George Washington Papers

From George Washington to Clement Biddle, 30 June 1784

To Clement Biddle

Mount Vernon June 30th 1784

Dear Sir,

Your favor of the 10th Instt covering an Invoice of Goods shipped by the Betsey Captn Broadhurst is come safe to hand—the Vessel is also arrived at Alexandria; and I shall send up this day for the things—I wish the Mattrasses had all been among them as the Season is wasting fast in which they are most useful.1

I have perused the accts you have delivered in at sundry times and find the debits & credits to stand thus. If they are not all brought to view you will please to note it, and rectify the mistake.2

Tomorrow, in the hands of some person in Alexandria, I will deposit for the use of Mr Richardson One hundred and fifty dollars on your Acct—and I pray you to pay Mr Claypoole agreeably to the contents of my letter to him, wch is under cover with this, and left open for your perusal—as also the German Printer if he ever inserted the Advertisement respecting my Western Lands, and for the one now enclosed for him, to be done in the manner requested of Mr Claypoole. Whatever these Sums, with the price of the Mattrasses, may over run the deposit I am about to make for Mr Richardson I will pay to you, on your order upon demand.3

As the Price of the Hinges appear to me to be very high, and I am not in immediate want of them (having been disappointed of workmen) I will postpone for the present employing the man Mr Rakestraw has found—If I should hereafter be under the necessity of giving such prices I will attend to the direction in your letter; for which I am obliged, both to you & Mr Rakestraw.4

I recollect, sometime in the course of last year to have begged you to purchase for me from the redemptioners or Indented (Germans or Irish) a House joiner and Bricklayer. Many I have seen Advertised for Sale in Philadelphia of late—should this happen again I would pray you attention to my former request—It might be well to have them examined by skilful workmen, for many will call themselves Bricklayers who have only been mortar makers—and others joiners who know little of the Trade—I would prefer elderly men to very young ones, if there is choice 5—and their being sent by water (round) to any other conveyance—The Cost & expence of these if you should make a purchase shall be paid as soon as it is made known to Dr Sir Yr most obedt Servt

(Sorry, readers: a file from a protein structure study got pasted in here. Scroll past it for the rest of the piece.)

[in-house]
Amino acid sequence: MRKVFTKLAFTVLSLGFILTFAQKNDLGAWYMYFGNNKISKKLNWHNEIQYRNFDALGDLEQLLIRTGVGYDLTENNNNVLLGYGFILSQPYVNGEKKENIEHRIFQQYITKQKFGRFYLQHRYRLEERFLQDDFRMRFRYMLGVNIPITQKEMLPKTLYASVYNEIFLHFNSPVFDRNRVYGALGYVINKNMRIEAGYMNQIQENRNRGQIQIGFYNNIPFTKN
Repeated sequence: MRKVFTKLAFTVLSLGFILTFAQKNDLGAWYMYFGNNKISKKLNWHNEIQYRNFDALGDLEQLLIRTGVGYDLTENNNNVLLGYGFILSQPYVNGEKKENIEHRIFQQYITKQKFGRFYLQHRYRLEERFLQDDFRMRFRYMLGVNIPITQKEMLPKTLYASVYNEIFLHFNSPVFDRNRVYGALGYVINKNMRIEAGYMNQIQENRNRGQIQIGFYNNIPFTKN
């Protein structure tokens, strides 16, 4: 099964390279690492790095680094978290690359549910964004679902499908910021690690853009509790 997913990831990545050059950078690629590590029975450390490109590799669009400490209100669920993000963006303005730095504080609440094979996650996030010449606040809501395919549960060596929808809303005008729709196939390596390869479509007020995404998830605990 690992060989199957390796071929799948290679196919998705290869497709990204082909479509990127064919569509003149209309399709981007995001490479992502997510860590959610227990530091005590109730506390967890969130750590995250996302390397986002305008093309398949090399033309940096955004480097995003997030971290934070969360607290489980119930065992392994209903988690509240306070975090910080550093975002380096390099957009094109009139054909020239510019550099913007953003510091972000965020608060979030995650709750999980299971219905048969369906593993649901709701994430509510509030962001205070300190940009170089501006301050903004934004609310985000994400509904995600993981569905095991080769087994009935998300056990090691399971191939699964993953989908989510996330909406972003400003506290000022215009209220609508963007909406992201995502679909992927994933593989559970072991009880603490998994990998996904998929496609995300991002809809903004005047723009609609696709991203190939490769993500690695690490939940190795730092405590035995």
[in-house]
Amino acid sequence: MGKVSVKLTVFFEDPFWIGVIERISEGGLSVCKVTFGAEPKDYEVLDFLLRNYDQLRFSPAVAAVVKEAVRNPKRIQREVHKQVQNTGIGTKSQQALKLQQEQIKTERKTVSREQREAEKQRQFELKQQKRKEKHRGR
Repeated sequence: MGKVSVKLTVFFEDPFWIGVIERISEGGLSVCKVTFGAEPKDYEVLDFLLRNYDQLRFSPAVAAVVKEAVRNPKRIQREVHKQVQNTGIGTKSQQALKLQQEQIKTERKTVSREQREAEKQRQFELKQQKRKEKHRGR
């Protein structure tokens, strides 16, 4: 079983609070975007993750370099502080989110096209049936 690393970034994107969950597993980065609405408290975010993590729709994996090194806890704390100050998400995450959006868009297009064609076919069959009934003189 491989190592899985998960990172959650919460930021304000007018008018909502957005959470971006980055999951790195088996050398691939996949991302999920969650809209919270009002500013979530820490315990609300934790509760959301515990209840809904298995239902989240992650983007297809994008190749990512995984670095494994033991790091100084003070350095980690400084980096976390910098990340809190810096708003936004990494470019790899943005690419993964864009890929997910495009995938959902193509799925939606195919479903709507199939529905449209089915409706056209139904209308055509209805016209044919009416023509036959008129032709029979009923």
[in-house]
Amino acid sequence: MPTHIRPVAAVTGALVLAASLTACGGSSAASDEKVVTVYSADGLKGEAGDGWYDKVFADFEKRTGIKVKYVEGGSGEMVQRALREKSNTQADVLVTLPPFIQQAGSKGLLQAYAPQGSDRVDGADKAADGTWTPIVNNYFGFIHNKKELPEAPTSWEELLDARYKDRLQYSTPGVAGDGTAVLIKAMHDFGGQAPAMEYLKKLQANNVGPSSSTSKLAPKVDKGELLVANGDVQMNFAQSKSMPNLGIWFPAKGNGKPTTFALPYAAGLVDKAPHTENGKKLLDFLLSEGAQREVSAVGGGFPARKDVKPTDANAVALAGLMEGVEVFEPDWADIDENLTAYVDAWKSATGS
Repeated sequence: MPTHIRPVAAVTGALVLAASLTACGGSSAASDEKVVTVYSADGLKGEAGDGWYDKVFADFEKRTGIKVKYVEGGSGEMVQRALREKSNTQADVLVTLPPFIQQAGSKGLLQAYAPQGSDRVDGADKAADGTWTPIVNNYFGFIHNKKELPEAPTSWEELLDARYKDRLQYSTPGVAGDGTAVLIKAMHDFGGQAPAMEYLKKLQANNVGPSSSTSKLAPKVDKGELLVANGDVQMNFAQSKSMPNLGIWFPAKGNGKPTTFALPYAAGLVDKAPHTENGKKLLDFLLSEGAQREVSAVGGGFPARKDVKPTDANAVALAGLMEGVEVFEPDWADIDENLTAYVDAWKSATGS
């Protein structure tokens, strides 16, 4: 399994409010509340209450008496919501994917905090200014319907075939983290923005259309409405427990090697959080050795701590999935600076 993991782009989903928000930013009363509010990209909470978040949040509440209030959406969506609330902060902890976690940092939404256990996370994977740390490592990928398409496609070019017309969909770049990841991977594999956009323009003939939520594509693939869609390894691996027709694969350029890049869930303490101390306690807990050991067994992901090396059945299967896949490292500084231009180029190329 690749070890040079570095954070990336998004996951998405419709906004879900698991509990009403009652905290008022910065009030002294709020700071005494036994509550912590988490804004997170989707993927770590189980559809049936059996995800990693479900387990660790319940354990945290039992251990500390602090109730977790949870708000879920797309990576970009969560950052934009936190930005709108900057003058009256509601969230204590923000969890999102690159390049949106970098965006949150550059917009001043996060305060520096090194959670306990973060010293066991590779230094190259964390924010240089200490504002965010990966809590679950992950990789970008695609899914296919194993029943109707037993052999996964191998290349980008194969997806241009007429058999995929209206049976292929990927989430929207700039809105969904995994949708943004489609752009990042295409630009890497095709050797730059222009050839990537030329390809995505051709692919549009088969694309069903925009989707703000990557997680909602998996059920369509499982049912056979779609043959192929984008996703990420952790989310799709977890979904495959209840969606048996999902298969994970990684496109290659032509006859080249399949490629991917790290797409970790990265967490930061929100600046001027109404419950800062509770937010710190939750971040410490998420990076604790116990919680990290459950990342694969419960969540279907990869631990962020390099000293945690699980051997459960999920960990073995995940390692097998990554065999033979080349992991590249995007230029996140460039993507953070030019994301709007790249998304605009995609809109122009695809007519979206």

Go: Washington

P.S. I shall be obliged to you for sending me 70 yds of gilded Border for papered Rooms (of the kind you shewed me when I was in Phildelpa)—That which is most light and Airy I should prefer—I do not [know] whether it is usual to fasten it on with Brads or Glew—if the former I must beg that as many may be sent as will answer the purpose.


ALS, PHi: Washington-Biddle Correspondence; LB, DLC:GW.

2Biddle’s account with GW showed the following charges for goods supplied by Biddle in 1783 and 1784:

July 23 Ticklenburgh & Blankts pr Bill £204.13.0 
Paid Carriage of Do 3.15.  
Octr Sundries pr Bills 201.19.7 
Stays Mrs L. Washington 3.15.  
Commisn 2½ prCt 10. 7.  
£424. 9.7 
Decr 19 Bringhurst Wheels &ca 15. 2.  
March Coffee, Sieves, & Lace 14.12.6 
May Chevr de la Luzerne 30.     
Cundries pr Cap. Hayden 44. 7.4½ 
June 9 Goods pr the Betsey. Broadhurst 50.18.7 

On the credit side of the account, GW notes having given Biddle £450 in 1783 and in 1784: “May 5 Cash sent you in a letter to pay the Chevr de la Luzerne &ca 250 dollrs,” or £93.15, leaving a “Balle due CB” of £35.15.0½.

3GW records in his cash accounts having sent on 29 June 150 dollars (£45) to Thomas Richardson “for the use of Colo. Biddle” (Ledger B description begins General Ledger B, 1772–1793. Library of Congress, George Washington Papers, Series 5, Financial Papers. description ends , 199). The letter to David C. Claypoole has not been found, but see GW to Biddle, 1 Feb. 1785, nn.2, 3, 4. For the advertisement, see enclosure, GW to Witherspoon, 10 Mar. 1784.

4In 1787 Joseph Rakestraw made the top of the cupola and the weather vane for the mansion at Mount Vernon. See GW to Rakestraw, 20 July 1787, and GW to Biddle, 7 Aug. 1787.

5GW wrote Biddle on 4 Aug. 1784 to notify him that he no longer had a need for the workmen.

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